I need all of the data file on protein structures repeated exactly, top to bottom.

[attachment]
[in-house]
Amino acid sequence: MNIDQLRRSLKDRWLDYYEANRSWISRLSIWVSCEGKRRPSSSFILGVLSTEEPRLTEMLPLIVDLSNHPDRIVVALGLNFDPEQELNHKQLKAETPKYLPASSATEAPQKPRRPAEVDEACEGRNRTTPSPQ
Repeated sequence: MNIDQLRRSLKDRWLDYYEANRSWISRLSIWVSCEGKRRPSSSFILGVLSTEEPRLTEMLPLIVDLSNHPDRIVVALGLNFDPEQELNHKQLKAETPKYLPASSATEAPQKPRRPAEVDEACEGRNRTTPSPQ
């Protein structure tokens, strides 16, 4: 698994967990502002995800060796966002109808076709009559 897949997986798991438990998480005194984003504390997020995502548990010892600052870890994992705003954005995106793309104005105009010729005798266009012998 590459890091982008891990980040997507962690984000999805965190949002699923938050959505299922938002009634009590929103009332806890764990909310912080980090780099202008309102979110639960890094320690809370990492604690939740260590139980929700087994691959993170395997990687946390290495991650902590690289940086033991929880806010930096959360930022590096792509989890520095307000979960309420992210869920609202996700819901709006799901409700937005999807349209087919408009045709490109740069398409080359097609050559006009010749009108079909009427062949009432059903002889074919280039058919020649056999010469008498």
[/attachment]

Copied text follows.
[in-house]
Amino acid sequence: MNIDQLRRSLKDRWLDYYEANRSWISRLSIWVSCEGKRRPSSSFILGVLSTEEPRLTEMLPLIVDLSNHPDRIVVALGLNFDPEQELNHKQLKAETPKYLPASSATEAPQKPRRPAEVDEACEGRNRTTPSPQ
Repeated sequence: MNIDQLRRSLKDRWLDYYEANRSWISRLSIWVSCEGKRRPSSSFILGVLSTEEPRLTEMLPLIVDLSNHPDRIVVALGLNFDPEQELNHKQLKAETPKYLPASSATEAPQKPRRPAEVDEACEGRNRTTPSPQ
């Protein structure tokens, strides 16, 4: 698994967990502002995800060796966002109808076709009559 897949997986798991438990998480005194984003504390997020995502548990010892600052870890994992705003954005995106793309104005105009010729005798266009012998 590459890091982008891990980040997507962690984000999805965190949002699923938050959505299922938002009634009590929103009332806890764990909310912080980090780099202008309102979110639960890094320690809370990492604690939740260590139980929700087994691959993170395997990687946390290495991650902590690289940086033991929880806010930096959360930022590096792509989890520095307000979960309420992210869920609202996700819901709006799901409700937005999807349209087919408009045709490109740069398409080359097609050559006009010749009108079909009427062949009432059903002889074919280039058919020649056999010469008498």